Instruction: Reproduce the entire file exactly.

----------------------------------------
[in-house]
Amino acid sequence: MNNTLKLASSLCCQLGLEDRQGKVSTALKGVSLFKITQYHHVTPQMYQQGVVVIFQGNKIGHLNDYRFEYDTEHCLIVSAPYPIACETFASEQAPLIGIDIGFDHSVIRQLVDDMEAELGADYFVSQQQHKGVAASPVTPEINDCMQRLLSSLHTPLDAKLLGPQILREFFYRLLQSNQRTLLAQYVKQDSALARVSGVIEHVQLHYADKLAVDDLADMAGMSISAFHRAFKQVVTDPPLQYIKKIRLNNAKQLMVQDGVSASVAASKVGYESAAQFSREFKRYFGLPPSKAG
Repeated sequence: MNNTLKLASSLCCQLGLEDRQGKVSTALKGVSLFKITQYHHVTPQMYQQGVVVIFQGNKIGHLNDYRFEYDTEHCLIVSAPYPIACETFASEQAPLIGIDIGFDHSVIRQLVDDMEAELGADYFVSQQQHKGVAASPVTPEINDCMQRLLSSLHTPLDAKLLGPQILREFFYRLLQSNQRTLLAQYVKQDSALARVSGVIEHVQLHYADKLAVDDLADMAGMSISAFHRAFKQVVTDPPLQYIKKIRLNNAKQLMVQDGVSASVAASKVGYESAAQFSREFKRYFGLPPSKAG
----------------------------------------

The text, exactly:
[in-house]
Amino acid sequence: MNNTLKLASSLCCQLGLEDRQGKVSTALKGVSLFKITQYHHVTPQMYQQGVVVIFQGNKIGHLNDYRFEYDTEHCLIVSAPYPIACETFASEQAPLIGIDIGFDHSVIRQLVDDMEAELGADYFVSQQQHKGVAASPVTPEINDCMQRLLSSLHTPLDAKLLGPQILREFFYRLLQSNQRTLLAQYVKQDSALARVSGVIEHVQLHYADKLAVDDLADMAGMSISAFHRAFKQVVTDPPLQYIKKIRLNNAKQLMVQDGVSASVAASKVGYESAAQFSREFKRYFGLPPSKAG
Repeated sequence: MNNTLKLASSLCCQLGLEDRQGKVSTALKGVSLFKITQYHHVTPQMYQQGVVVIFQGNKIGHLNDYRFEYDTEHCLIVSAPYPIACETFASEQAPLIGIDIGFDHSVIRQLVDDMEAELGADYFVSQQQHKGVAASPVTPEINDCMQRLLSSLHTPLDAKLLGPQILREFFYRLLQSNQRTLLAQYVKQDSALARVSGVIEHVQLHYADKLAVDDLADMAGMSISAFHRAFKQVVTDPPLQYIKKIRLNNAKQLMVQDGVSASVAASKVGYESAAQFSREFKRYFGLPPSKAG